The Reporter Is Not Your Friend
A few years ago, a reporter who was writing a lengthy profile of a judge was conducting a long phone interview with a lawyer who frequently appeared before that judge. Attempting to praise the judge and to explain his courtroom style, the lawyer told the reporter that the judge was the type who tolerated “no bullshit” from lawyers who weren’t prepared. The entire interview was on the record, or at least the lawyer made no effort to put any part of it off the record.
The profile of the judge eventually appeared, of course including the lawyer’s uncensored and directly attributed quote about the judge. The lawyer, incensed that he was quoted in this way, called the reporter immediately and asked how in the world he thought he could use that quote. The reporter replied that the quote was accurate, vivid, and not defamatory in any way; why wouldn’t he want to use it? What was wrong with the quote anyway, the reporter asked the lawyer. The lawyer was simply praising a judge whom he knew well, and it wasn’t as if the judge had called the lawyer and complained about the quote. From the reporter’s perspective, nothing unusual had happened. He had simply gotten a good quote from a source.
The lawyer sputtered and said he had no idea that a journalist would quote that word; it made the lawyer look bad. Wasn’t there some unwritten rule that indelicate words shouldn’t appear in newspapers? That word was automatically off the record, of course, right?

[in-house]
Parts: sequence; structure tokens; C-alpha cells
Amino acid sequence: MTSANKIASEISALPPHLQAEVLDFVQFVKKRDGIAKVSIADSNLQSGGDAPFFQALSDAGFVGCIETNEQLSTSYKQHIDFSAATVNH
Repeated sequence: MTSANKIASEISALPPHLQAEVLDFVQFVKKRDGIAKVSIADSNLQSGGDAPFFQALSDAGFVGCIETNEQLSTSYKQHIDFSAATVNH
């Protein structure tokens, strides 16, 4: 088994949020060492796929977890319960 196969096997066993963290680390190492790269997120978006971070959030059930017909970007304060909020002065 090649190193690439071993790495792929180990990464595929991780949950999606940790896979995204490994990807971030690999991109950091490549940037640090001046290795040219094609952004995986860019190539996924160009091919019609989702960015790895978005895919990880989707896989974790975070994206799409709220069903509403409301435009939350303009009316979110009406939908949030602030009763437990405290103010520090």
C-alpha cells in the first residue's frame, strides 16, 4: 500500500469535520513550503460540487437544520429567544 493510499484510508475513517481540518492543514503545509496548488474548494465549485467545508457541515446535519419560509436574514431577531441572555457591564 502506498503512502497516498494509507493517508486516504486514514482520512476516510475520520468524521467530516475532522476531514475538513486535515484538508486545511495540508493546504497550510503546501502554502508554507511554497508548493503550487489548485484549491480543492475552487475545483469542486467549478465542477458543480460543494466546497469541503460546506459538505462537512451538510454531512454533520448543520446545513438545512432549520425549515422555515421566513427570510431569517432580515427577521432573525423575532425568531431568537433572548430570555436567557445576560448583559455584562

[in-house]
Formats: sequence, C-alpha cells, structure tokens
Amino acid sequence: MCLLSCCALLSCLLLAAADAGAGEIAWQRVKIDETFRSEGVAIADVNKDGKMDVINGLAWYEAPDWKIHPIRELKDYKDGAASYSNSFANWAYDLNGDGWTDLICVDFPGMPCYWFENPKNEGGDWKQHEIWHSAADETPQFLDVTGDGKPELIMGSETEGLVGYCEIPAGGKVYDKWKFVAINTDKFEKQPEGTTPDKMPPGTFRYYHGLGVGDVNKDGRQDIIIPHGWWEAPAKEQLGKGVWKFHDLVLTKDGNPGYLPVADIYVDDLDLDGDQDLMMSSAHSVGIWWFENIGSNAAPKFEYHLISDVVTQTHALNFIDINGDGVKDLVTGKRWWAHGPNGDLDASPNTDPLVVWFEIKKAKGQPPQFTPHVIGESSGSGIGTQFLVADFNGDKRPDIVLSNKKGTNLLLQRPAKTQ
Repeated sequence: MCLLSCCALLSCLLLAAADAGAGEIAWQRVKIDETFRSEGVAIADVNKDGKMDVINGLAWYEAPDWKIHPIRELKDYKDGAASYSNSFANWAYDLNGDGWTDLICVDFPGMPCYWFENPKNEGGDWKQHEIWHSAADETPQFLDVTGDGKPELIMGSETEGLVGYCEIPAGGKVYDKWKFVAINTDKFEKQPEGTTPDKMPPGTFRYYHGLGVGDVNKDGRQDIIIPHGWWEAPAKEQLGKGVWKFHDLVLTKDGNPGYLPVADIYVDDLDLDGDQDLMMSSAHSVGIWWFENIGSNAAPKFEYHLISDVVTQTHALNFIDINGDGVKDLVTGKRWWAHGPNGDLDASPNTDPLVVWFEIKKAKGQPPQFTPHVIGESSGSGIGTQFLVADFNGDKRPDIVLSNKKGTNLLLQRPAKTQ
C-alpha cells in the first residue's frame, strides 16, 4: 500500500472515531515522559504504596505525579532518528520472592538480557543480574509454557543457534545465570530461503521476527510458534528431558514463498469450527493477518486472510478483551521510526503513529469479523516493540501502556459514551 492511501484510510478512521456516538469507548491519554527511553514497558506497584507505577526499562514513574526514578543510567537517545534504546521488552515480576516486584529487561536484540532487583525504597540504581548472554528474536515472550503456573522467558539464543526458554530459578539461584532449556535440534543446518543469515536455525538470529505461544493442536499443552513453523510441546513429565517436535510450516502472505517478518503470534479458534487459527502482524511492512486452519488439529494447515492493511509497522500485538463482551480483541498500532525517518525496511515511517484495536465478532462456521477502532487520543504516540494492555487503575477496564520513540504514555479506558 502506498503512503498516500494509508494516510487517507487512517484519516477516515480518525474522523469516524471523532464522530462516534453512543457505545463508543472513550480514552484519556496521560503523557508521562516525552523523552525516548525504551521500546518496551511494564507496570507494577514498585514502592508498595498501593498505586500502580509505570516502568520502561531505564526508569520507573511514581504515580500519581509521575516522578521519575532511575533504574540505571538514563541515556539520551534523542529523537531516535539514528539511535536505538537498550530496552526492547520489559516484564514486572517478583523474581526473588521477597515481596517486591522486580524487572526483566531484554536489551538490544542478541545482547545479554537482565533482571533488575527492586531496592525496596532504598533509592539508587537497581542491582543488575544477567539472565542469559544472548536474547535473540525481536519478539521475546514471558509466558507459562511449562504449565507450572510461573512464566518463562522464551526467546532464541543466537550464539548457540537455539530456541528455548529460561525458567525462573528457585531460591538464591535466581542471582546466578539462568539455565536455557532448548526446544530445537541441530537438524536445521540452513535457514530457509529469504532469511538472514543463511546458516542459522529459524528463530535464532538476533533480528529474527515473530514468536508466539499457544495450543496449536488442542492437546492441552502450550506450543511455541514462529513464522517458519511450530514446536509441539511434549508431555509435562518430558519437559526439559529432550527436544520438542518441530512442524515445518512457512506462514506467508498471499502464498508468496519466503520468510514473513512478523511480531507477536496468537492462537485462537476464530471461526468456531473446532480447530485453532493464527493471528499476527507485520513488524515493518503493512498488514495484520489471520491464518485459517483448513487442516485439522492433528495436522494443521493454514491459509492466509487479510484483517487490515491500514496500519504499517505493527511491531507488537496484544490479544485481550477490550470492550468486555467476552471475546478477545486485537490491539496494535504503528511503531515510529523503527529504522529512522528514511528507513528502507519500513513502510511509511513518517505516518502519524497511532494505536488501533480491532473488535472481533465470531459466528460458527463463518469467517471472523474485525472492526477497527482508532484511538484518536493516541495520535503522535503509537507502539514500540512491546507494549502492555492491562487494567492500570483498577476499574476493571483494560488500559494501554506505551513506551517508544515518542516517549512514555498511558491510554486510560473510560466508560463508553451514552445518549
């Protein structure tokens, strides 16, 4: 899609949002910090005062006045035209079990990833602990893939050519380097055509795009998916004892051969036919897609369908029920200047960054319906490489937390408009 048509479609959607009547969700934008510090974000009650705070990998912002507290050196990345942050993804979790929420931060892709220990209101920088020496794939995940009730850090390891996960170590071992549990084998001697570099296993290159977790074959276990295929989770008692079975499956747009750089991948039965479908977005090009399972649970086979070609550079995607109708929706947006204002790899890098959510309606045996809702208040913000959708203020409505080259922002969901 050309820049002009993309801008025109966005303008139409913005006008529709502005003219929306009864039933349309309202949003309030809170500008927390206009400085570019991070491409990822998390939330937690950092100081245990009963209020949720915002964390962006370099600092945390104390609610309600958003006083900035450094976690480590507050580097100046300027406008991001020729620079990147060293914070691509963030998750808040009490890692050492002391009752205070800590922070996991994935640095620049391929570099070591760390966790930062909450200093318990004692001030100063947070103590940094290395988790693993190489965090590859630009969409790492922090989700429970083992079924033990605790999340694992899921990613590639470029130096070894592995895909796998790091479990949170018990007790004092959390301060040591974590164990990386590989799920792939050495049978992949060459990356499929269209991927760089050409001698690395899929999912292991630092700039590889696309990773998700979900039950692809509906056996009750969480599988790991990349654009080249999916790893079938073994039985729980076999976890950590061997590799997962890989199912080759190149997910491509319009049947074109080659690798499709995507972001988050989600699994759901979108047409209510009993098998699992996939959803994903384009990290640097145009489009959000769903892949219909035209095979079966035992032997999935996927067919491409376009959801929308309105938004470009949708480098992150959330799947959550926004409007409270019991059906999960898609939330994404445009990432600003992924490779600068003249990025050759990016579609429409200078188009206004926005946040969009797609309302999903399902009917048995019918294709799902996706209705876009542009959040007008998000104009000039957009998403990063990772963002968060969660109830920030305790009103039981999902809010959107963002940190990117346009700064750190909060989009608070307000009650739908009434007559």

Well, there is no such unwritten rule (or written rule), and the lawyer didn’t win that argument. The lawyer’s career probably didn’t take a big hit, but he was embarrassed.
The message is that reporters aren’t your friends. They may chat with you on the phone or in email in a casual manner, and you may exchange interesting comments with them, but their goal is to write the best, most dramatic, most newsworthy story possible – and not to be concerned about your sensibilities.
The answer, of course, is to be careful about what you say, and if you don’t want what you say to appear in a news story, preface it by the statement that what you’re about to say is off the record.